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Crisis Investing: How 14 Different Asset Classes Performed in Times of Distress

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Crisis Investing: How 14 Different Asset Classes Performed in Times of Distress

Crisis Investing: How 14 Different Asset Classes Performed in Times of Distress

Note: to see the bigger version of this infographic, click here.

History does not repeat itself, but it often rhymes. This could not be truer for crisis investing.

Between China’s stock market and the debt troubles of Greece and Puerto Rico, it is clear that we could be entering a time of potential financial crisis.

Every situation is unique, but generally the types of asset classes that protect investors in times of crisis are not necessarily the same as those during a bull run. Therefore, it’s worth taking a look at five previous periods of distress to see the returns of conventional and alternative asset classes.

1994: Surprise Rate Hike

In 1994, the economy was recovering from a significant recession and treasury yields started to rise from the lows of the previous year. The Fed and Alan Greenspan surprised markets by tightening monetary policy with the first rate hike in five years.

Returns: Large cap (-7.75%) and small cap stocks (-9.84%) got crushed. Managed futures (4.07%), commodities (3.15%), and gold (0.28%) did okay.

1998: LTCM Goes Under

Long-Term Capital Management started off with promise as it brought in annualized returns (after fees) of 21%, 43%, and 41% in its first three years with high leverage and normal macroeconomic conditions. LTCM directors Myron Scholes and Robert Merton would share the Nobel Prize in Economic Sciences in 1997. Promptly after, the hedge fund would lose $4.6 billion in four months in the aftermath of the Asian financial crisis, requiring a bailout from the Federal Reserve and various banks.

Returns: Stocks and REITs get crushed. Bonds (0.78%) and managed futures (5.61%) survive.

2000: Dotcom Bubble Bursts

Fledgling internet companies with no profits and limited revenues went public, reaping huge gains on IPOs. Prices went up and up, but eventually came crashing down in March of 2000 with the Nasdaq losing up to 70% of its peak value.

Returns: Large cap stocks (-40.33%), small cap stocks (-35.29%), private equity (-25.40%), and international stocks (-46.53%) get hammered. REITs (49.48%), bonds (19.65%), global macro (44.69%) all did well. Gold (0.47%) remained virtually unchanged.

2001: 9/11 Tragedy

Coordinated attacks on the United States shock markets, and the NYSE and Nasdaq remain closed until September 17th. Upon re-opening, the Dow drops 7%.

Returns: Almost all asset classes struggle, but gold (3.73%) got the highest return.

2008: Global Financial Crisis

Lehman Brothers goes under and the Greenspan real estate bubble crashes and burns. Excessive speculation, lenient mortgage lending, and the proliferation of derivative financial products such as credit default swaps contribute to the problem. The Fed has $29 trillion in bailout commitments while 8.8 million jobs and $19.2 trillion in household wealth are lost.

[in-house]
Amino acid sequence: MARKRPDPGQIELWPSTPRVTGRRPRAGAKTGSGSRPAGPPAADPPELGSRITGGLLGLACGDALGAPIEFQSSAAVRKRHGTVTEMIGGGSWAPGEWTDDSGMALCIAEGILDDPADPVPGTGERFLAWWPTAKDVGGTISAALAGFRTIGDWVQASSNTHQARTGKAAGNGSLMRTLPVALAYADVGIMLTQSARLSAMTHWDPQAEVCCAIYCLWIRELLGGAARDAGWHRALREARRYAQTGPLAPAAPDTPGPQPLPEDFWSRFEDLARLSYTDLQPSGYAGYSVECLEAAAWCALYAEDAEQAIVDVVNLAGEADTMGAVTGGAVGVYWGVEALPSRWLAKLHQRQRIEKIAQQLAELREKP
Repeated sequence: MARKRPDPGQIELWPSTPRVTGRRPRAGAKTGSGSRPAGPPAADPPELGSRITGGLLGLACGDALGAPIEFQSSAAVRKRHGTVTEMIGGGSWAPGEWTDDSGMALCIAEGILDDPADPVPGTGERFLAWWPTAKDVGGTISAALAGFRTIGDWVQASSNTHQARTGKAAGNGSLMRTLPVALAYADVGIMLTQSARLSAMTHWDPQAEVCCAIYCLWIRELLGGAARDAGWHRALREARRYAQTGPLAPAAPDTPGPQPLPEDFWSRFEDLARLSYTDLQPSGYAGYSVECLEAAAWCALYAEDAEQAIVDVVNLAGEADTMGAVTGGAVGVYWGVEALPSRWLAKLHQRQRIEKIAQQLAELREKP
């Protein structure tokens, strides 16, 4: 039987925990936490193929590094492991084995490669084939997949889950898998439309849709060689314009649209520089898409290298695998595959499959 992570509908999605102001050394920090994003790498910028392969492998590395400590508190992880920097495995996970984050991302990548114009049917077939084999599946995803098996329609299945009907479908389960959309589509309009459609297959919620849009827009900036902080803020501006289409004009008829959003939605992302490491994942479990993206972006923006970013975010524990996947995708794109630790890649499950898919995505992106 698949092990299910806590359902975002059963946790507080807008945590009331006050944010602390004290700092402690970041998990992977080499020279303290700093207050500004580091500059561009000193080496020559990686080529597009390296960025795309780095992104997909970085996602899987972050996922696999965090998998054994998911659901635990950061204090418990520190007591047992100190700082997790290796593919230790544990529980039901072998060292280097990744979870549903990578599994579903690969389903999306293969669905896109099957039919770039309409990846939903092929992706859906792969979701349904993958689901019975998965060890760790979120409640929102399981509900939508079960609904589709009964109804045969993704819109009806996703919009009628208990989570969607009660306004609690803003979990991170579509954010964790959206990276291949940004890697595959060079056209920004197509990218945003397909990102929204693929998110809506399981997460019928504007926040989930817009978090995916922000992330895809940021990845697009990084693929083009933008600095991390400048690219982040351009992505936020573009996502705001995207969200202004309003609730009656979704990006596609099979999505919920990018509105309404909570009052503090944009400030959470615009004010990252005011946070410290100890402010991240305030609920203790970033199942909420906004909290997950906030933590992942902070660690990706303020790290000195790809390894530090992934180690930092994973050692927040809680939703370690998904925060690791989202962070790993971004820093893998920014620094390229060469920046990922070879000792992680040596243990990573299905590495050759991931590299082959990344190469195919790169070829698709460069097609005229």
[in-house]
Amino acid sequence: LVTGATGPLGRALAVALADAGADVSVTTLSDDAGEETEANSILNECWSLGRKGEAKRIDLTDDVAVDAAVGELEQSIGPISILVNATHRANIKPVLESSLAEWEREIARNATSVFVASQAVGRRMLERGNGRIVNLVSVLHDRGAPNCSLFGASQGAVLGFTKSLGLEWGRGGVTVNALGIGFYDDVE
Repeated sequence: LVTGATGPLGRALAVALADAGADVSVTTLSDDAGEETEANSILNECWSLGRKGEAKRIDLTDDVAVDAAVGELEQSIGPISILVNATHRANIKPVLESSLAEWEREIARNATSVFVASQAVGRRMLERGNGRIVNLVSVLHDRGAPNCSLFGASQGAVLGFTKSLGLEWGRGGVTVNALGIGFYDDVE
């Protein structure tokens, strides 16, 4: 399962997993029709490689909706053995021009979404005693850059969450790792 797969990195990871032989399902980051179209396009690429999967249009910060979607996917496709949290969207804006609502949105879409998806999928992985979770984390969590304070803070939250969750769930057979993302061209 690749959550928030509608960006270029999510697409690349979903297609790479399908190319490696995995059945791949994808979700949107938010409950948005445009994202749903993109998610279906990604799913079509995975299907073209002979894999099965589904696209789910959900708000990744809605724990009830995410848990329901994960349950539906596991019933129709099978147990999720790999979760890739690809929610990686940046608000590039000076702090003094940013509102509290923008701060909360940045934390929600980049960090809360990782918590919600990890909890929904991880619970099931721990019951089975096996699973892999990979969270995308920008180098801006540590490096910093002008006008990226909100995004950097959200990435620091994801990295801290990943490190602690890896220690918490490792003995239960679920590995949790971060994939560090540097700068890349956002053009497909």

Returns: Again, most assets get crushed. It is no surprise that worst off are REITs (-63.77%). Gold continues to shine, gaining double digits (16.33%).

Original graphic by: Attain Capital

The Silver Series

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Banks

Why Anti-Money Laundering Should Be a Top Priority for Financial Institutions

Anti-money laundering cost financial institutions about $25.3B in 2018. How can organizations improve their processes & gain a competitive advantage?

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anti-money laundering

Why AML Should be a Top Priority for Financial Institutions

The to-do list for any financial executive is surely daunting. From navigating technology changes to managing talent effectively, there’s many initiatives competing for attention.

One issue that’s been in the headlines for many years is anti-money laundering (AML). When criminals are able to successfully hide the illicit origins of their cash, both the financial institution and society suffer. So, what makes AML more important now than it has been in the past?

Rising up the Priority Ladder

Today’s infographic from McKinsey & Company explains the factors which have brought anti-money laundering urgently to the forefront in recent years.

1. Regulatory Action

Enforcement actions related to AML have been on the rise. Since 2009, regulators have levied approximately $32 billion in AML-related fines globally.

2. Threat Evolution
Criminals are using more sophisticated means to remain undetected, including globally-coordinated technology, insider information, and e-commerce schemes.

3. Reputational Risk

AML incidents put a financial institution’s reputation on the line. There’s a lot at stake: today, the average value of each of the top 10 bank brands is $45B.

4. Rising Costs

Most AML activities require significant manual effort, making them inefficient and difficult to scale. In 2018, it cost U.S. financial services firms about $25.3B to manage money laundering risk.

5. Poor Customer Experience

Compliance staff must have multiple touch points with a customer to gather and verify information. Perhaps not surprisingly, one in three financial institutions have lost potential customers due to inefficient or slow onboarding processes.

It’s no wonder anti-money laundering has now become a top priority for many CEOs in the financial industry.